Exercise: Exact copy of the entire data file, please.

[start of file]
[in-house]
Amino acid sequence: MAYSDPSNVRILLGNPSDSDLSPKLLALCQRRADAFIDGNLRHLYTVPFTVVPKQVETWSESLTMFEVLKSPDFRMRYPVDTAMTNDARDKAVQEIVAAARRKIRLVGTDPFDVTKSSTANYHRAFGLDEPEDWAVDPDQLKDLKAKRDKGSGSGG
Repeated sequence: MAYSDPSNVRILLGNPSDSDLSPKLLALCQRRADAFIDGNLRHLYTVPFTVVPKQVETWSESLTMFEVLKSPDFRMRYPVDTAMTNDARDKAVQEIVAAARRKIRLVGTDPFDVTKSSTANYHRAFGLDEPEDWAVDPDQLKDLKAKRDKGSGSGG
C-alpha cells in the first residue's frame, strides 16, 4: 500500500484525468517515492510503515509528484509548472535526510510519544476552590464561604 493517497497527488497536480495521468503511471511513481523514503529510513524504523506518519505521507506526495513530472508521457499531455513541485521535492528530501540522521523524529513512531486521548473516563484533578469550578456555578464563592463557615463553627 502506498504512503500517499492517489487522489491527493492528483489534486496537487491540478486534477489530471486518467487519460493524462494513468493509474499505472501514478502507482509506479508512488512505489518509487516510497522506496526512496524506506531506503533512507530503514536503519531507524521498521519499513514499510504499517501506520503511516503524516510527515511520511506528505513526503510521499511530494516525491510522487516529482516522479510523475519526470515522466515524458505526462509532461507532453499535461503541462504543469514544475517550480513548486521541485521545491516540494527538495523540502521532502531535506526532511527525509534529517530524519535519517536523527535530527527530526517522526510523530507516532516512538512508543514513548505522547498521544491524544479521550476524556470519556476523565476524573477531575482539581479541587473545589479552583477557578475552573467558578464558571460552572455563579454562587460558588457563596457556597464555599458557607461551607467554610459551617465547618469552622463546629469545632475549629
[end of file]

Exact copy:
[in-house]
Amino acid sequence: MAYSDPSNVRILLGNPSDSDLSPKLLALCQRRADAFIDGNLRHLYTVPFTVVPKQVETWSESLTMFEVLKSPDFRMRYPVDTAMTNDARDKAVQEIVAAARRKIRLVGTDPFDVTKSSTANYHRAFGLDEPEDWAVDPDQLKDLKAKRDKGSGSGG
Repeated sequence: MAYSDPSNVRILLGNPSDSDLSPKLLALCQRRADAFIDGNLRHLYTVPFTVVPKQVETWSESLTMFEVLKSPDFRMRYPVDTAMTNDARDKAVQEIVAAARRKIRLVGTDPFDVTKSSTANYHRAFGLDEPEDWAVDPDQLKDLKAKRDKGSGSGG
C-alpha cells in the first residue's frame, strides 16, 4: 500500500484525468517515492510503515509528484509548472535526510510519544476552590464561604 493517497497527488497536480495521468503511471511513481523514503529510513524504523506518519505521507506526495513530472508521457499531455513541485521535492528530501540522521523524529513512531486521548473516563484533578469550578456555578464563592463557615463553627 502506498504512503500517499492517489487522489491527493492528483489534486496537487491540478486534477489530471486518467487519460493524462494513468493509474499505472501514478502507482509506479508512488512505489518509487516510497522506496526512496524506506531506503533512507530503514536503519531507524521498521519499513514499510504499517501506520503511516503524516510527515511520511506528505513526503510521499511530494516525491510522487516529482516522479510523475519526470515522466515524458505526462509532461507532453499535461503541462504543469514544475517550480513548486521541485521545491516540494527538495523540502521532502531535506526532511527525509534529517530524519535519517536523527535530527527530526517522526510523530507516532516512538512508543514513548505522547498521544491524544479521550476524556470519556476523565476524573477531575482539581479541587473545589479552583477557578475552573467558578464558571460552572455563579454562587460558588457563596457556597464555599458557607461551607467554610459551617465547618469552622463546629469545632475549629